He lowered his weapon, shoving a nurse out of the way, and stopped again. It was a baby, a baby not yet an hour old, beside its unconscious mother--a human woman, short and slight and golden-haired, like Mandana. Her hair had been so unusual for a Romulan, for his dark-haired race--he had wondered if their child would inherit it. He would never know, now.

One blood-sticky finger reached out to touch the child's smooth forehead, and almost amazingly it opened its eyes--incredibly blue eyes, the bluest he had ever seen. It stopped squalling, too, though that might not be a good sign. Nero didn't know enough about babies to know.

For what seemed a long time he stared down at it, until he turned swiftly away and found the dark-haired woman still immobile, facing his uncertain crew.

"You," he said, "you're a doctor, aren't you?"

She nodded, wordlessly.

"Take her to medical," he said. "The woman and baby, too. Kill the others."


Nero didn't really have any idea why he'd spared any of them. Keeping a human woman and a baby--a godsdamn baby--on the Narada was not a good idea, but it seemed like one at the time. Something in him wasn't yet distorted enough to murder a child, and for such a young child it was necessary to spare the mother as well; a Romulan sickbay certainly wasn't equipped to deal with a human newborn, even if any of his own medical staff had known how.

And…Mandana was still too fresh in his mind to allow him to kill a mother, any mother. Though he'd almost certainly deprived this child of its father, he could not kill it, too. Fate had robbed him of his son, his wife; he would not give it these two as well. Especially not when this woman looked so disturbingly like his wife in human form--no, he could not hurt her. Not now and, he suspected, not ever. Which would undoubtedly cause problems, but time enough for that later.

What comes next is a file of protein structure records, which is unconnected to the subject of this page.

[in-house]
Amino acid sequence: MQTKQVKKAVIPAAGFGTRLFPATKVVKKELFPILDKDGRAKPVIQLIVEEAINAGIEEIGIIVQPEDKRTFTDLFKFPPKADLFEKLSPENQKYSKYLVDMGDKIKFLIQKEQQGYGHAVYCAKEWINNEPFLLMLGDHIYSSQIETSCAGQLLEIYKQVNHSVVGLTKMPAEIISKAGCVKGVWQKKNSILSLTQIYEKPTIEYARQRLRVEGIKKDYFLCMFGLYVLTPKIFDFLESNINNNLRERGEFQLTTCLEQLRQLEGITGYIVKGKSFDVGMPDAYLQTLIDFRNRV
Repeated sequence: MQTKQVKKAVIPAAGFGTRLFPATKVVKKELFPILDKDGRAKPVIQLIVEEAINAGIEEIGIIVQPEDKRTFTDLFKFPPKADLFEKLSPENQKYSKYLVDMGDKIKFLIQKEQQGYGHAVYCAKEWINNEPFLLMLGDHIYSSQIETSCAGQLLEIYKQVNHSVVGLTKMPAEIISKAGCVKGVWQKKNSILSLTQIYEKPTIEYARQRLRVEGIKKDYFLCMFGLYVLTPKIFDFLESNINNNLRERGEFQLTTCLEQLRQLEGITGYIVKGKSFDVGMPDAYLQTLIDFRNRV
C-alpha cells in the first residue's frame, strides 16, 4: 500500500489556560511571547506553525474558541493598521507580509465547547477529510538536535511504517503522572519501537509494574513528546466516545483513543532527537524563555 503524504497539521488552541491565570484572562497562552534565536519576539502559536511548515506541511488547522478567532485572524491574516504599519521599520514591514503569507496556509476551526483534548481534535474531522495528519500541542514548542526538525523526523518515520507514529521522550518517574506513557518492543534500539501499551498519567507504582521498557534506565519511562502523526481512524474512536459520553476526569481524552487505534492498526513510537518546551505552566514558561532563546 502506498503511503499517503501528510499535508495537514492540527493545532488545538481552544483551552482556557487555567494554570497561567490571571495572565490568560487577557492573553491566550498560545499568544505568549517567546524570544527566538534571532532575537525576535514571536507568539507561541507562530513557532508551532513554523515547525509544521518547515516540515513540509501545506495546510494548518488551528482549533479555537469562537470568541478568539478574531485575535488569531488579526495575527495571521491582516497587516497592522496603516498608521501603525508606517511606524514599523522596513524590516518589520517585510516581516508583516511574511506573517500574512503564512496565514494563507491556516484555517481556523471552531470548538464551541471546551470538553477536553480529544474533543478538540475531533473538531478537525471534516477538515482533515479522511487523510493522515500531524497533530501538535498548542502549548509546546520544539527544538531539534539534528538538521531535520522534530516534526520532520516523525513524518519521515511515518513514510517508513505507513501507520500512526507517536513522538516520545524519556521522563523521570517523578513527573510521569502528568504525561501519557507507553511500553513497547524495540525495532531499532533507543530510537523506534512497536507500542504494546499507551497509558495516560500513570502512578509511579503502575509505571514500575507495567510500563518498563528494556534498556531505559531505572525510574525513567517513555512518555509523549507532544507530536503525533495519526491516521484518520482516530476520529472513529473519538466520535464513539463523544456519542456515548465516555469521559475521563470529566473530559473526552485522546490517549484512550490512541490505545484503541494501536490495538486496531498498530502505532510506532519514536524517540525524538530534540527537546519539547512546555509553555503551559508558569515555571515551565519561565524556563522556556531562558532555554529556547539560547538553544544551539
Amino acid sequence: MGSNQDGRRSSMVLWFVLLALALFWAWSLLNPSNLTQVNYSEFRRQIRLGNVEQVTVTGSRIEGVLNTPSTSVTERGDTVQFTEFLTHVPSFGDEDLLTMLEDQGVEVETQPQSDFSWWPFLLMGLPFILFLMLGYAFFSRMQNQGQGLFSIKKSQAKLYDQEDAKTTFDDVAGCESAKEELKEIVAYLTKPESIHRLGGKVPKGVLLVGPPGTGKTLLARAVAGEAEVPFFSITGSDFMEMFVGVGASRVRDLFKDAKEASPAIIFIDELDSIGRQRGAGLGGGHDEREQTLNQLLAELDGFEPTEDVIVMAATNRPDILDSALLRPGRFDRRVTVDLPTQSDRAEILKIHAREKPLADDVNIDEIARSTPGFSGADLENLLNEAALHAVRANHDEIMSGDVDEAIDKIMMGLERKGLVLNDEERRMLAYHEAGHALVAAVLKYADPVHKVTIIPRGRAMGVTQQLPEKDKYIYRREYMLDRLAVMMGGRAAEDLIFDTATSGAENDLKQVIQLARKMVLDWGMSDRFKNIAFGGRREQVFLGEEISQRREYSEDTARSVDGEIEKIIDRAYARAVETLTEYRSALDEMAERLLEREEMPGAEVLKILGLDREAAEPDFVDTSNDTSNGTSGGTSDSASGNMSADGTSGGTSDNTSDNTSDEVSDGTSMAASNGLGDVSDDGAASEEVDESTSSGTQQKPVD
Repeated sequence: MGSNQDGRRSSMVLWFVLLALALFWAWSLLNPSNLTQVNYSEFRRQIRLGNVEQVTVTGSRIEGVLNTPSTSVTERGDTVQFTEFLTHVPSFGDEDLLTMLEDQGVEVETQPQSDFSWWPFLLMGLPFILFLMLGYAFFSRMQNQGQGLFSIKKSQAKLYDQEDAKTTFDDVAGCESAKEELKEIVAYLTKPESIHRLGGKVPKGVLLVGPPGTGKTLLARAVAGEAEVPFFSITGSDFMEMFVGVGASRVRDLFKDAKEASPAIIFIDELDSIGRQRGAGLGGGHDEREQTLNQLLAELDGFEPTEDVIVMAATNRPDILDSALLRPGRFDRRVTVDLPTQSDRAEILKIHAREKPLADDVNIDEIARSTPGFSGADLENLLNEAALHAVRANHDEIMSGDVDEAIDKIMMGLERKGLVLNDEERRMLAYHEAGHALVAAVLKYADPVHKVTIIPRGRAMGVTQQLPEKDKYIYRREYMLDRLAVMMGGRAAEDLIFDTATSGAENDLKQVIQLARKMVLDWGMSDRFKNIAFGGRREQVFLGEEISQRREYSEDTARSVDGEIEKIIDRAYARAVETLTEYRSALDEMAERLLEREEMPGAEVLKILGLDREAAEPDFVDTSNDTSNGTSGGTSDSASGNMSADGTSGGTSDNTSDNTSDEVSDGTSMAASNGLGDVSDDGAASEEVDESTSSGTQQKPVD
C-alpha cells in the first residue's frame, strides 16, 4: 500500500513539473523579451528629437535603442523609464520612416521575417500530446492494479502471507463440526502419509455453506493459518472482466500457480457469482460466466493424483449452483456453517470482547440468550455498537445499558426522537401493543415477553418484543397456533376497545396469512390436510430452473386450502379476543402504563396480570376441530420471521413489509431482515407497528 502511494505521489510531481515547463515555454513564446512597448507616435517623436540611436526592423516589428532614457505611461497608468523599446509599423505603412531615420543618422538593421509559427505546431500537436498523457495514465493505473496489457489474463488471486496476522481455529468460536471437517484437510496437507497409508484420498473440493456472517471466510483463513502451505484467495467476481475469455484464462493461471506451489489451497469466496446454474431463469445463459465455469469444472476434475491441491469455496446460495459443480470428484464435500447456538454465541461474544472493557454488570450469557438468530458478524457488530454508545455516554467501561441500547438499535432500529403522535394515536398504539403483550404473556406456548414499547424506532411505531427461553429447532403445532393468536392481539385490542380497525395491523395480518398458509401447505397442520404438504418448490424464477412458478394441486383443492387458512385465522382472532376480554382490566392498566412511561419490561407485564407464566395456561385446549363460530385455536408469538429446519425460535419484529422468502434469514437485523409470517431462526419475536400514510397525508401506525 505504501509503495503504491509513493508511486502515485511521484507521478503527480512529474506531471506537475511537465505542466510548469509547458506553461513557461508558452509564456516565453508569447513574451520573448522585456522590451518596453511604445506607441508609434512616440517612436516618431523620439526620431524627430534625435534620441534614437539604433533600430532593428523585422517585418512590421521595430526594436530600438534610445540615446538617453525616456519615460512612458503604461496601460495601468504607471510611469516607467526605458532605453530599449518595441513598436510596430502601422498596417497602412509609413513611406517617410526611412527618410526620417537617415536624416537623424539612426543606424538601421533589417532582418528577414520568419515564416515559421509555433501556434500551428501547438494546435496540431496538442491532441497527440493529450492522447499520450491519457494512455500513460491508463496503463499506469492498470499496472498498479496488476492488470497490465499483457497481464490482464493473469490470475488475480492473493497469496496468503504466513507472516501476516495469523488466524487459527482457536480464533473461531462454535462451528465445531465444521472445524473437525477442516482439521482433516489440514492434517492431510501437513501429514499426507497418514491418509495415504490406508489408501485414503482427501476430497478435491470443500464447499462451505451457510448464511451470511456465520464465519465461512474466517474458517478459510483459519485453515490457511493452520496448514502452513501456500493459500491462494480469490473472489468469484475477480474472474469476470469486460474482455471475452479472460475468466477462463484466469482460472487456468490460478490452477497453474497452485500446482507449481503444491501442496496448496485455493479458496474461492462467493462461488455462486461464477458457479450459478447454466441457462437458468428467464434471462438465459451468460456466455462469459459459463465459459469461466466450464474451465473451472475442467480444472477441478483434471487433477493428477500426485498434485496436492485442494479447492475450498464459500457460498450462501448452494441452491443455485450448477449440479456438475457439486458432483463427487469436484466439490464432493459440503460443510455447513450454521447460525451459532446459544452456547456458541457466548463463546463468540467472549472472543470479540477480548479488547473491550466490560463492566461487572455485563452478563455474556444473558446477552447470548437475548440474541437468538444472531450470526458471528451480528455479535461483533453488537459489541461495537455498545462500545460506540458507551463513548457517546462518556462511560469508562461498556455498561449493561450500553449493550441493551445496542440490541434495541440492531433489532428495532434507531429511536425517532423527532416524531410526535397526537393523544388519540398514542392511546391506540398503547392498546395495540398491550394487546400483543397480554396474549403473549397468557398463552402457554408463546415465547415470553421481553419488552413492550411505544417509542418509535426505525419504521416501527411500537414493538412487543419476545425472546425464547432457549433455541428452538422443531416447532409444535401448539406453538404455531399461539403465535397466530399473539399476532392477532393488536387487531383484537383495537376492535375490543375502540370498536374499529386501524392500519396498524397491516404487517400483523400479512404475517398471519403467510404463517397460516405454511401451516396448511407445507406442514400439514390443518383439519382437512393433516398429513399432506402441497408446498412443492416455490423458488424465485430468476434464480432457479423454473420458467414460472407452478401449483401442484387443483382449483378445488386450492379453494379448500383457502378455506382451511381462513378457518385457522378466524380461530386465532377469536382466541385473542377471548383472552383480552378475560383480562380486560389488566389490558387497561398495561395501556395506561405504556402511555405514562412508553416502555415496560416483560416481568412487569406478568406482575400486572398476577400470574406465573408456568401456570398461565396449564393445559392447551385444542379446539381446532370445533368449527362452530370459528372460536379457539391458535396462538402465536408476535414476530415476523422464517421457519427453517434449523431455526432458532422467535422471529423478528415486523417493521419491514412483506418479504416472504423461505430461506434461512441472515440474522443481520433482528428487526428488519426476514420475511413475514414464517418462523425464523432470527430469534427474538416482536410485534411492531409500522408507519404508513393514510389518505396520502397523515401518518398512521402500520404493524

He at least washed his hands before he visited sickbay, ridding them of Robau's blood. His own personnel must have assisted the human doctor in getting her patients settled, for both mother and child were asleep in one of the beds when he entered.

The Narada's sickbay at lest looked more like that of a regular ship, without the exposed piping and various cobbled-together computer systems. It was of a decent size, too, since mining accidents had the potential to be devastating--a large, clean place, brightly lit, smelling faintly of antiseptic.

"Do you have everything you need from the shuttle?" he asked, without preamble, and the doctor nodded again. She was hovering very close beside her charges, a guardian who could do no more than be there. Yes, she was afraid, but far more so for the woman and the baby than for herself--interesting. Another human who seemed quite free of cowardice, though those huge eyes did serve to make her look perpetually startled. Perhaps she was not really human, or not wholly.